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I am creating a new database and am thinking about the structure. Earlier I have always used auto-incremented undefined small-INT. There will be plenty of searched performed on some of the tables and the key structured according to the above would selldom be known before and the search would therefore be on a non-key column.

In some tables there are other unique values and there we got no problem just putting that as key, but in some there aren't, thus I am thinking that I instead could construct the key as a put-together of two or more column values in order to create a unique string that I can later search for and ensure better performance.

I haven't heard about this key-construction before so I would like to get some input about if I am thinking correctly here. Thanks!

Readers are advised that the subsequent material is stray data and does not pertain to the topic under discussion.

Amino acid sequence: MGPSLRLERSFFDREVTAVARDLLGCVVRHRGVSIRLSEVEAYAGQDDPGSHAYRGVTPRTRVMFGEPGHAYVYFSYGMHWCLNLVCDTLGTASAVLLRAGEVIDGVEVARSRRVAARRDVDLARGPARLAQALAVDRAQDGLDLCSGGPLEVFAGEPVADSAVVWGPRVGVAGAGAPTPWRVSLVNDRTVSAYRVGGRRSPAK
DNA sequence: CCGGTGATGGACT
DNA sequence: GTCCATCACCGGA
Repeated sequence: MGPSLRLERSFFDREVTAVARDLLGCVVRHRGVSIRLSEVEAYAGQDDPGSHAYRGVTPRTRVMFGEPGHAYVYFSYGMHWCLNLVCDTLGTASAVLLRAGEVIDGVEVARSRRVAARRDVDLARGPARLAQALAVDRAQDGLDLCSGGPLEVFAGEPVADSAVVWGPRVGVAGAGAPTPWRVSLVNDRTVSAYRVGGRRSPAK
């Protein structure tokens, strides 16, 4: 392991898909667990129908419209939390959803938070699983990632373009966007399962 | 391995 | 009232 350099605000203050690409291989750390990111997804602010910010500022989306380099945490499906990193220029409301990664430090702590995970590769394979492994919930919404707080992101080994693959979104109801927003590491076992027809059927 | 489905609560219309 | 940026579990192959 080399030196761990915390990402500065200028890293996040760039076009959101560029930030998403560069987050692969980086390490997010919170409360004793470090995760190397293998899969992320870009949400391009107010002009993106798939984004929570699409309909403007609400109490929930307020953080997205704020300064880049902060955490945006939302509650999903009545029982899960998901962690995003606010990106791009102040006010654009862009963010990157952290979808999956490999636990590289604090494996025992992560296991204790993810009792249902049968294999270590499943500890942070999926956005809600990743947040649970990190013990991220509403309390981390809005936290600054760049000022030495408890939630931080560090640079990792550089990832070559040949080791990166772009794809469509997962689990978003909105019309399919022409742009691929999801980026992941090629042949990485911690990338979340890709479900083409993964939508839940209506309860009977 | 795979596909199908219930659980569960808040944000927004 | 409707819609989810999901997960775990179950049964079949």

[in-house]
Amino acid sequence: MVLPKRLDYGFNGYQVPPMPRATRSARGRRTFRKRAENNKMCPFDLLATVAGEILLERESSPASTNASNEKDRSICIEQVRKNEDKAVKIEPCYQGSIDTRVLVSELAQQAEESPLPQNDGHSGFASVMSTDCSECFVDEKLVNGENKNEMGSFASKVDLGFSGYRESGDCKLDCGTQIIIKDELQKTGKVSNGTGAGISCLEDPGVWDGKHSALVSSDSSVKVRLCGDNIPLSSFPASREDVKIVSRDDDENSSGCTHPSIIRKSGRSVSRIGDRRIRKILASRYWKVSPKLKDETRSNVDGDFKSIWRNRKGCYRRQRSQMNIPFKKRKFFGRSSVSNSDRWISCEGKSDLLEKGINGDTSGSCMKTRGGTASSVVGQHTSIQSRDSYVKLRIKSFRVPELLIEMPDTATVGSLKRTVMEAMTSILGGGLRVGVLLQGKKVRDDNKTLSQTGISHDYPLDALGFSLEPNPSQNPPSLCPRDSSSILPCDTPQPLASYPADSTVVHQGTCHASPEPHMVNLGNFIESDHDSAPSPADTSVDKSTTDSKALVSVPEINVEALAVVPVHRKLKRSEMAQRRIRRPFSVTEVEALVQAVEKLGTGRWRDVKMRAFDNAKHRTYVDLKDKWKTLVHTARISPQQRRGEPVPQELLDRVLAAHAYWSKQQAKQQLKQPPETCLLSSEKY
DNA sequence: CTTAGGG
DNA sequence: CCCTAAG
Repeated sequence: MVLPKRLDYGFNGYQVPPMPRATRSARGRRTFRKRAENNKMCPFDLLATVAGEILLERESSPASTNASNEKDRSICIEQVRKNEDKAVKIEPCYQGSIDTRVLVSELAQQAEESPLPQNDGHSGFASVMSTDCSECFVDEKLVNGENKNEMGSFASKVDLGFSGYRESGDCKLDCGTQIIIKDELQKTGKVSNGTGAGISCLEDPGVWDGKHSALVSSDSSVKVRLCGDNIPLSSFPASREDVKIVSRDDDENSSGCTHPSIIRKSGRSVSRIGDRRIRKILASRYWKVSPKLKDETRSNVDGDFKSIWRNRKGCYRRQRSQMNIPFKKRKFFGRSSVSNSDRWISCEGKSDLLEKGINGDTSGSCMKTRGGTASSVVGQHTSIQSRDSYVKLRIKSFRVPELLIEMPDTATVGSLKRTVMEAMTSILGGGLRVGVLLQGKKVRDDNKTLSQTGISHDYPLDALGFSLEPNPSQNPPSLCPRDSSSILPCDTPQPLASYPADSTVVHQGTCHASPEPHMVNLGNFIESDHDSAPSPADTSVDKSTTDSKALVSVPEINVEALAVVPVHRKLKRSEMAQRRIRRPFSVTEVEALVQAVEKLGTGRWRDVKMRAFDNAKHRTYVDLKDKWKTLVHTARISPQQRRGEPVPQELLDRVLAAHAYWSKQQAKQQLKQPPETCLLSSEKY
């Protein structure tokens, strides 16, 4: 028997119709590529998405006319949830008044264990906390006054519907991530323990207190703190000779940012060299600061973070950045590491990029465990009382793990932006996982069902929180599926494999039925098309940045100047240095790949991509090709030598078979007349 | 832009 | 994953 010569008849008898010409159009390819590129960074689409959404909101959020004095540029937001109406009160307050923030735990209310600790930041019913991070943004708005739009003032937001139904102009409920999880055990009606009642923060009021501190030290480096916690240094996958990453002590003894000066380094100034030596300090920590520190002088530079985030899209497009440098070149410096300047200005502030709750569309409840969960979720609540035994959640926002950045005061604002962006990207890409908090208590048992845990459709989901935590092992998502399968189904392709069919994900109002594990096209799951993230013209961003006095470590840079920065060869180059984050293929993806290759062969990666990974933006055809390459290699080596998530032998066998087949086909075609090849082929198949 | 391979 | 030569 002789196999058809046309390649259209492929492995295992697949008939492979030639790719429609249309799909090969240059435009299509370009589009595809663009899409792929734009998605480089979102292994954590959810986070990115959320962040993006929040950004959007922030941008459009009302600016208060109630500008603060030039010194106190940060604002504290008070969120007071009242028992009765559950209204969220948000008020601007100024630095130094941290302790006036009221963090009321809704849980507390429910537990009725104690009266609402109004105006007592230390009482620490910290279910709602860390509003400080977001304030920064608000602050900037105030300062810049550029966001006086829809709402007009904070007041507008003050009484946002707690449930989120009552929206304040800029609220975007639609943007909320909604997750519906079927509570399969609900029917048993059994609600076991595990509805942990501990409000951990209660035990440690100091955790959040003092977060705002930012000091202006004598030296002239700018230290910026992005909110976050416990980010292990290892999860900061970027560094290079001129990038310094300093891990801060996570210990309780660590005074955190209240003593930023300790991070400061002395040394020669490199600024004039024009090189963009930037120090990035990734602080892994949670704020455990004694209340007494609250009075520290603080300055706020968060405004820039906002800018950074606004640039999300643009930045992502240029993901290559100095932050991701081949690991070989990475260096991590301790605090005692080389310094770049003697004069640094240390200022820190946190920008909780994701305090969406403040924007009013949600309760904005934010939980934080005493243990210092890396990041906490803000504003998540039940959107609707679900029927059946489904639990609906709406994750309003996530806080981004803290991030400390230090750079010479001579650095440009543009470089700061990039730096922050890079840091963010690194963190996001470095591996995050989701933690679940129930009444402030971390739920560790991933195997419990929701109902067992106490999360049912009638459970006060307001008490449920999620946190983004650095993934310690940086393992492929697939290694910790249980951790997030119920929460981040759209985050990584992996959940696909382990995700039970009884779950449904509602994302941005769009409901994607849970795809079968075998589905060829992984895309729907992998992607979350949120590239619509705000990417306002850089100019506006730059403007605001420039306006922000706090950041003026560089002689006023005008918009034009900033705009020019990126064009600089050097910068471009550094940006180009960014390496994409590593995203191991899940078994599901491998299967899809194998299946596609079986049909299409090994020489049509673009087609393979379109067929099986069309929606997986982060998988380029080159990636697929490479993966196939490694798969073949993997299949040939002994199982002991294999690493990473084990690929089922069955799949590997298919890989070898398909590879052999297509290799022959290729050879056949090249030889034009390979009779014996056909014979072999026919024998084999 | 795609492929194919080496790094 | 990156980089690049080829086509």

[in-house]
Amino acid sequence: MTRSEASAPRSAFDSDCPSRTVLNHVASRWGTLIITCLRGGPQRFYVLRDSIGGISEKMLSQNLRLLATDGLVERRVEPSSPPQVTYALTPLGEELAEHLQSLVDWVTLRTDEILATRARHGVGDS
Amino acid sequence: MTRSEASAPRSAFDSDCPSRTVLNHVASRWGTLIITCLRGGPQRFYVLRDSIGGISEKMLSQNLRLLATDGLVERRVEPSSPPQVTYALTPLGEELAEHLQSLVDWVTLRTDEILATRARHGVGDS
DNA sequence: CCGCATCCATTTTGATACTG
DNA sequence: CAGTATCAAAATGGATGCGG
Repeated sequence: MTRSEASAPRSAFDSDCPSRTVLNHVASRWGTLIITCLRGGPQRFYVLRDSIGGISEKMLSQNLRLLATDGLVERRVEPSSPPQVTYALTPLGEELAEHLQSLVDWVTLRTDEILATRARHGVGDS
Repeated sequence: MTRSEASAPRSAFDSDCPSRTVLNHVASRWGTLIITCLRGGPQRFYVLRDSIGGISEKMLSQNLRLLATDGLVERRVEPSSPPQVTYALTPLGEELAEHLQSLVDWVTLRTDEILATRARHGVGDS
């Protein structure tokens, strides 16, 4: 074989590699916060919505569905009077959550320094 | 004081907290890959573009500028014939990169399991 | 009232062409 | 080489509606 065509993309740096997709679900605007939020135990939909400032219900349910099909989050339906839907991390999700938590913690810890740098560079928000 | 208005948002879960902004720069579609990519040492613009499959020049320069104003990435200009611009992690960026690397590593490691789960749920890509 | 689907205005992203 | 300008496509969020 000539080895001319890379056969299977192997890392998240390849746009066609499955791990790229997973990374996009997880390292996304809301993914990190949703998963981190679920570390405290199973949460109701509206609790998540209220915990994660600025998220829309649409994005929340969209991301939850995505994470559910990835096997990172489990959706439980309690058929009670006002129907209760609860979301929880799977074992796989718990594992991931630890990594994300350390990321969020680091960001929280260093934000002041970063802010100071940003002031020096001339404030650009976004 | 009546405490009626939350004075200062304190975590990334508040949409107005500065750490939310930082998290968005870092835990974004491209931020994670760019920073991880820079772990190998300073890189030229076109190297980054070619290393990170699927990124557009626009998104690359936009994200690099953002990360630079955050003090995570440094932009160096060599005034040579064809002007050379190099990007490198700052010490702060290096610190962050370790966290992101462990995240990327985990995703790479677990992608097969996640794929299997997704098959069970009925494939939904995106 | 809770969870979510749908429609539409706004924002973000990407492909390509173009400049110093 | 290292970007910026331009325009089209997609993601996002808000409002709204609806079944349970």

Here is an example that will illustrate this "put-together"-key:

mysql> CREATE TABLE example (
     key VARCHAR(100),
     name VARCHAR(50),
     category VARCHAR(20),
     country VARCHAR(30)
   );

name is not unique per se but is unique per category and country (which is ensured at input). The searches will 90% of the time involve these three parameters and thus the code doing the search can put together the key and search for the table id/key. In the 10% of cases when one of the parameters are unknown the search can be made for other columns example on countrydirectly if the user wants to see all rows with country=xyz.

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What you're asking about is called a "composite" –  OMG Ponies May 8 '11 at 6:51
    
You can have indexes on columns that are not unique. –  piotrm May 8 '11 at 7:21

1 Answer 1

up vote 0 down vote accepted

Yes it's completely legal to use two or more columns as a unique identifier, it's called composite key.

http://weblogs.sqlteam.com/jeffs/archive/2007/08/23/composite_primary_keys.aspx

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